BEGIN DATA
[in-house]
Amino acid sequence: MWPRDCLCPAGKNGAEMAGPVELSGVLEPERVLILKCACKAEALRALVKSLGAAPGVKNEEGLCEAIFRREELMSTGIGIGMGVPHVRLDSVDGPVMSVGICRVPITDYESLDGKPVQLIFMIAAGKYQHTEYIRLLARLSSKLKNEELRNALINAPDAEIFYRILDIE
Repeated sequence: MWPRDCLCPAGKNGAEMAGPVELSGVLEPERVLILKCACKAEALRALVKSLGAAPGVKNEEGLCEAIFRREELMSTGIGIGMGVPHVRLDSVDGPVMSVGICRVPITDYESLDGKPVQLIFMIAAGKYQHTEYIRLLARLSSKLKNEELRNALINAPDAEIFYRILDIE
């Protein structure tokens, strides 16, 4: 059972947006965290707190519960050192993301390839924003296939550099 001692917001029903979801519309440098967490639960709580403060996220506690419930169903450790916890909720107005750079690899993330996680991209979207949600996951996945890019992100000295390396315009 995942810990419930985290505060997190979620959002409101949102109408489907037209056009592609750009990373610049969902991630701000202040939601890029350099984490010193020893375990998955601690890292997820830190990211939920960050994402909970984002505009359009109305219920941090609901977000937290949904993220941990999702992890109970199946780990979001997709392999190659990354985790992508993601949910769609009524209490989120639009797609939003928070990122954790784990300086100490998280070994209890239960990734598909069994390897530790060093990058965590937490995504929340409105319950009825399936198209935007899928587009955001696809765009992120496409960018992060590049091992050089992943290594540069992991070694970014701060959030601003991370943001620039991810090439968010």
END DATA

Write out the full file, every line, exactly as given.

[in-house]
Amino acid sequence: MWPRDCLCPAGKNGAEMAGPVELSGVLEPERVLILKCACKAEALRALVKSLGAAPGVKNEEGLCEAIFRREELMSTGIGIGMGVPHVRLDSVDGPVMSVGICRVPITDYESLDGKPVQLIFMIAAGKYQHTEYIRLLARLSSKLKNEELRNALINAPDAEIFYRILDIE
Repeated sequence: MWPRDCLCPAGKNGAEMAGPVELSGVLEPERVLILKCACKAEALRALVKSLGAAPGVKNEEGLCEAIFRREELMSTGIGIGMGVPHVRLDSVDGPVMSVGICRVPITDYESLDGKPVQLIFMIAAGKYQHTEYIRLLARLSSKLKNEELRNALINAPDAEIFYRILDIE
């Protein structure tokens, strides 16, 4: 059972947006965290707190519960050192993301390839924003296939550099 001692917001029903979801519309440098967490639960709580403060996220506690419930169903450790916890909720107005750079690899993330996680991209979207949600996951996945890019992100000295390396315009 995942810990419930985290505060997190979620959002409101949102109408489907037209056009592609750009990373610049969902991630701000202040939601890029350099984490010193020893375990998955601690890292997820830190990211939920960050994402909970984002505009359009109305219920941090609901977000937290949904993220941990999702992890109970199946780990979001997709392999190659990354985790992508993601949910769609009524209490989120639009797609939003928070990122954790784990300086100490998280070994209890239960990734598909069994390897530790060093990058965590937490995504929340409105319950009825399936198209935007899928587009955001696809765009992120496409960018992060590049091992050089992943290594540069992991070694970014701060959030601003991370943001620039991810090439968010």